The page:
The people in Ebola burial teams are risking their lives to fight the disease and deserve our applause – not to be pushed away, blogs Kamanda, one of Plan’s Global Youth Advisory Panel members.
4 February 2015: The burial team is one of the roles in the Ebola response with the greatest risk - but the teams have made an incredible impact in the fight against the disease.
The first time I saw an Ebola burial team was frightening and quite memorable. It was September when I was passing by our cemetery to pay a visit to a friend.
The cemetery was bushy and I was alone. As I approached the curve, I saw 3 of them all in plain white dress from top to bottom. My initial feeling was I had seen dead people, or even angels of death, so I had to walk away hard.
As I became more frightened I prudently pulled off my slippers and ran. At last I met some people who I told about my experience. They mockingly told me: “Man those were the burial team persons you have been hearing of; that is how they dress.”
I realised I had been running from living human beings who are risking their lives to save the lives of many.
Preventing the spread of Ebola
In my community, Port Loko in Sierra Leone, there are 2 categories of burial teams - either from the Sierra Leone Red Cross Society or the District Health Management Team. Both are responsible for responding to death alerts.
Burial team members are people aged 18 to 40, but few are female. Each team is made up of drivers, beneficiaries communicators, swabbers and safe and dignified burial volunteers. Their roles include taking a swab from the deceased’s mouth for an Ebola test, engaging with the deceased’s family members, and washing and burying all corpses, irrespective of the type of disease that killed the deceased.
Initially this was seen as a very risky job hence few people opted to do the job. The disease continued to spread as there were many corpses of people who died from Ebola and other diseases lying in the streets, and our people were unsafely burying on their own.
This contributed immensely towards the spread of the disease as surveys report that 70% of the spread of the disease is as a result of unsafe traditional burial practices.
Discriminated against and marginalised
Now, due to the current effort and increase in the unemployment rate, many are pledging their lives, volunteering for a risk allowance of Le500,000 (US$100) a week. However, these teams are still perceived as being most at risk of having the virus, hence the community people including their family members discriminate against and marginalise them.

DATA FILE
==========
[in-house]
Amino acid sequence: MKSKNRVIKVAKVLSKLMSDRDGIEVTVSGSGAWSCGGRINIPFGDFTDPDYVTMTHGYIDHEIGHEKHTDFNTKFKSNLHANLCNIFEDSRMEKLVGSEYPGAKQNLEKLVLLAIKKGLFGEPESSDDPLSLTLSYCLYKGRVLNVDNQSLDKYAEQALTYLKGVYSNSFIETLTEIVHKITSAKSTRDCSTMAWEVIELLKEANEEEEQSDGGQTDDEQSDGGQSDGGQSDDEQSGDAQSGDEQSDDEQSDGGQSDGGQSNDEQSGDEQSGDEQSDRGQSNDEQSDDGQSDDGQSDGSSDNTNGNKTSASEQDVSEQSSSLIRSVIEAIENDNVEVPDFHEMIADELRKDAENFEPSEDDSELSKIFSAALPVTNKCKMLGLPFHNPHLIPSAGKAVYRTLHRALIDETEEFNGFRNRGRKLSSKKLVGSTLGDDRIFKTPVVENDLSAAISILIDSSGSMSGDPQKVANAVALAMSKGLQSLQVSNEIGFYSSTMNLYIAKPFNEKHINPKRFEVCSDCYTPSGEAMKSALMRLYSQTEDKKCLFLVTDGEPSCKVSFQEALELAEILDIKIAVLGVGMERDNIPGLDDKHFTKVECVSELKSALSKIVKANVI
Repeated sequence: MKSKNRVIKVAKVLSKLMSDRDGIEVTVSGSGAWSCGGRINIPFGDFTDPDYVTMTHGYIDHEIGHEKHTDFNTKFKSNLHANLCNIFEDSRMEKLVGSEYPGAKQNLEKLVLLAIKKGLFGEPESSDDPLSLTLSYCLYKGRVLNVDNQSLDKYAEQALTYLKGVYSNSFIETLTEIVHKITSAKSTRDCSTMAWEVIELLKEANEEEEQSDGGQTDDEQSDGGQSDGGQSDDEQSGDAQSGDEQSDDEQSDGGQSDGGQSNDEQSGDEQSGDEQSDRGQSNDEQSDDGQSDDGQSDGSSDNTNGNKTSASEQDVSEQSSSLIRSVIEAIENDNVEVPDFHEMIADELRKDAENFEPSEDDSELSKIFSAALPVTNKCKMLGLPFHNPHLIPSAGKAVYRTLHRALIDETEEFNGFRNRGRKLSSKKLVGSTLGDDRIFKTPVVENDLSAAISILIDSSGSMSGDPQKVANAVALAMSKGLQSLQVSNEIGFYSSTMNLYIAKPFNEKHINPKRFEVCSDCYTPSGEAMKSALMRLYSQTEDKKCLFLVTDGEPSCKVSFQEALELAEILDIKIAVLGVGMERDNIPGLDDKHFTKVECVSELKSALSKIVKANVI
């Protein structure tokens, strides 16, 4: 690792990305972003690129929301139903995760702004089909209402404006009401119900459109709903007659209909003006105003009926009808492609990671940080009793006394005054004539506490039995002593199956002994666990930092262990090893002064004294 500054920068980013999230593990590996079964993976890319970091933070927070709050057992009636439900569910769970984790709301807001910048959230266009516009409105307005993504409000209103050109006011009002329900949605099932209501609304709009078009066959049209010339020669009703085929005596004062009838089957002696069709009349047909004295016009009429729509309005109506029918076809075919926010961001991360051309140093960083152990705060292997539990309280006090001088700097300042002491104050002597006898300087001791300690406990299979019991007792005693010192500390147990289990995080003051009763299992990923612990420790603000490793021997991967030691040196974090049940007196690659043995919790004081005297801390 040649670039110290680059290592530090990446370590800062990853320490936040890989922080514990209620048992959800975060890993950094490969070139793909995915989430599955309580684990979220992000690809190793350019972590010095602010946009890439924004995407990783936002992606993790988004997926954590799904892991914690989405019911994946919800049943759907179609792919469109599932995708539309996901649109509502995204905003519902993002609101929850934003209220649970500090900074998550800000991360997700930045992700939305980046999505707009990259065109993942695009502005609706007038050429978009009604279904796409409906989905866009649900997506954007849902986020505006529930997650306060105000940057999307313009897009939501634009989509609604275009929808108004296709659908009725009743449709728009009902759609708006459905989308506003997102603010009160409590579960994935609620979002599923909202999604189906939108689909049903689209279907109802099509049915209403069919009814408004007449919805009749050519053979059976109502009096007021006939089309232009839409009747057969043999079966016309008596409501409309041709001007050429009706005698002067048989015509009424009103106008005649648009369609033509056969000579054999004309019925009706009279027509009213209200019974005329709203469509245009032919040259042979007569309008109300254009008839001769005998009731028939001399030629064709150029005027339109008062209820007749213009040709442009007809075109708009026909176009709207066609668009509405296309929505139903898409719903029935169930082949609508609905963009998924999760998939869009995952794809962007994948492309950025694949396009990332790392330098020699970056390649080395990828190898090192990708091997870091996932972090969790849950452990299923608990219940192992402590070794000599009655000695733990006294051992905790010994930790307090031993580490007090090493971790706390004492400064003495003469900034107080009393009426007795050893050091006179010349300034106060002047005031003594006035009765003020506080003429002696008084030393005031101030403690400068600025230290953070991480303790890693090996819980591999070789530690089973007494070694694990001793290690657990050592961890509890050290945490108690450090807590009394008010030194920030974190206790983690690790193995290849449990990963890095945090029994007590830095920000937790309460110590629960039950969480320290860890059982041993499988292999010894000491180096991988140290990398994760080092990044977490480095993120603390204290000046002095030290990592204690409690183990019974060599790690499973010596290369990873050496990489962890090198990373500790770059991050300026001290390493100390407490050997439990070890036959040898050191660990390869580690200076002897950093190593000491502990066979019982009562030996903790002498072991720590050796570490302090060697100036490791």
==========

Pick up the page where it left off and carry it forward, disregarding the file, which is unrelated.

A safe and dignified burial officer who leads a team of volunteers told me, “People no longer offer to sell goods to me in some places I used to buy them.”
I challenge anyone to say that doing this work is wrong. To me, the burial teams are the safest of all of us as they always execute their work prudently and follow due procedures.
These people wear double hand gloves and personal protective equipment on their bodies; they wash their hands with chlorine liquid and spray themselves with it, among other precautions, when carrying out their operations. Honestly, I have never heard of a burial team member who either got in contact with the virus or died of it.
A woman joins the burial team
A woman of 27 has been recruited by the Sierra Leone Red Cross to be a part of their burial team in my area.
The involvement of women has come late in this fight, following some strong concerns raised by women and other people in the communities regarding handling of female corpses. The women were not comfortable and happy about the ways men handle female corpses.
The female burial team member told me: “I take it as a challenge to save the lives of my people.” She also said that “being a part of the burial team means a lot to me particularly because 80% of the deaths are female and there was no one to ease the women’s corpses”.
She is the only woman recruited in the burial team so far. She told me “because I am a part of the burial team, my family members ignore me, my friends shun me and because of this it reached to a point I became discouraged. I later gained strength when some women started telling me they want to be part of the burial team.”
How to help the teams
I describe these people as saviours, heroes and heroines, who deserve applause and kudos for their fantastic work. There is no need for us to push them away from us. They are a part of us and besides they are risking their lives to save the lives of many Sierra Leoneans, Africa and the world at large.
There is a need to provide the burial teams with good, safe accommodation and motivational packages, as they are being shunned by their family members and in their respective communities. Some even fear to go back to their communities and live with their families.
Some sort of compensation for them after the outbreak could also be a great boost, recognising that they are a part of the few who risked their lives in this terrible era to save the lives of many.